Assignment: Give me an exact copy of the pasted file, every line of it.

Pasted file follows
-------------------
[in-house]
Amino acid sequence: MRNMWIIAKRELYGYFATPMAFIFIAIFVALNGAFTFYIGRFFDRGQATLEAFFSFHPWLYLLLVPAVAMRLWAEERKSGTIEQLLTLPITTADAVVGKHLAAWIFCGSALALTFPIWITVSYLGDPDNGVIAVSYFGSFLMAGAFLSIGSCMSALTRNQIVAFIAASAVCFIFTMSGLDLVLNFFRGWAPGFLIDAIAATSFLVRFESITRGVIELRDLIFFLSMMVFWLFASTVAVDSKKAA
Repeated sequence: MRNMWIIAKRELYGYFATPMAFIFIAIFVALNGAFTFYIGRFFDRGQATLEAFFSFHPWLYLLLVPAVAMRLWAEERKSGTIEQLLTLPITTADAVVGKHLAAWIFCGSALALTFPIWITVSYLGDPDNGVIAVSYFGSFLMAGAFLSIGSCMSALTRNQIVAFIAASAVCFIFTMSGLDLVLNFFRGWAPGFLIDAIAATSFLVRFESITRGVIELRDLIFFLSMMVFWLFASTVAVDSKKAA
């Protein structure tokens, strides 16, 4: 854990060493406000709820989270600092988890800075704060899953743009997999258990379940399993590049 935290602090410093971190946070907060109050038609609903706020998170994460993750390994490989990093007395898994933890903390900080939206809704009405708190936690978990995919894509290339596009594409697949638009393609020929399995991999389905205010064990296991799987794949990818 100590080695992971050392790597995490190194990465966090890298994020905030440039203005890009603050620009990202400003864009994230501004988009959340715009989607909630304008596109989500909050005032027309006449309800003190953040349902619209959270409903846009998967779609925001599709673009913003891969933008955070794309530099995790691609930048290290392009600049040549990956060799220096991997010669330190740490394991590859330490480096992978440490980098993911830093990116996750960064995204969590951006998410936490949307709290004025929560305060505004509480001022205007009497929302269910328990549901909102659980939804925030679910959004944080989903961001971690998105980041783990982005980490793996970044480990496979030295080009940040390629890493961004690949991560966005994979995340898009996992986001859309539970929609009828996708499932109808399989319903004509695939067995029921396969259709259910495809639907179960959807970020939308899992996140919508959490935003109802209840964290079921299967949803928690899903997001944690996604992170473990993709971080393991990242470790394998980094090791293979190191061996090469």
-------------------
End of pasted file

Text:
[in-house]
Amino acid sequence: MRNMWIIAKRELYGYFATPMAFIFIAIFVALNGAFTFYIGRFFDRGQATLEAFFSFHPWLYLLLVPAVAMRLWAEERKSGTIEQLLTLPITTADAVVGKHLAAWIFCGSALALTFPIWITVSYLGDPDNGVIAVSYFGSFLMAGAFLSIGSCMSALTRNQIVAFIAASAVCFIFTMSGLDLVLNFFRGWAPGFLIDAIAATSFLVRFESITRGVIELRDLIFFLSMMVFWLFASTVAVDSKKAA
Repeated sequence: MRNMWIIAKRELYGYFATPMAFIFIAIFVALNGAFTFYIGRFFDRGQATLEAFFSFHPWLYLLLVPAVAMRLWAEERKSGTIEQLLTLPITTADAVVGKHLAAWIFCGSALALTFPIWITVSYLGDPDNGVIAVSYFGSFLMAGAFLSIGSCMSALTRNQIVAFIAASAVCFIFTMSGLDLVLNFFRGWAPGFLIDAIAATSFLVRFESITRGVIELRDLIFFLSMMVFWLFASTVAVDSKKAA
């Protein structure tokens, strides 16, 4: 854990060493406000709820989270600092988890800075704060899953743009997999258990379940399993590049 935290602090410093971190946070907060109050038609609903706020998170994460993750390994490989990093007395898994933890903390900080939206809704009405708190936690978990995919894509290339596009594409697949638009393609020929399995991999389905205010064990296991799987794949990818 100590080695992971050392790597995490190194990465966090890298994020905030440039203005890009603050620009990202400003864009994230501004988009959340715009989607909630304008596109989500909050005032027309006449309800003190953040349902619209959270409903846009998967779609925001599709673009913003891969933008955070794309530099995790691609930048290290392009600049040549990956060799220096991997010669330190740490394991590859330490480096992978440490980098993911830093990116996750960064995204969590951006998410936490949307709290004025929560305060505004509480001022205007009497929302269910328990549901909102659980939804925030679910959004944080989903961001971690998105980041783990982005980490793996970044480990496979030295080009940040390629890493961004690949991560966005994979995340898009996992986001859309539970929609009828996708499932109808399989319903004509695939067995029921396969259709259910495809639907179960959807970020939308899992996140919508959490935003109802209840964290079921299967949803928690899903997001944690996604992170473990993709971080393991990242470790394998980094090791293979190191061996090469």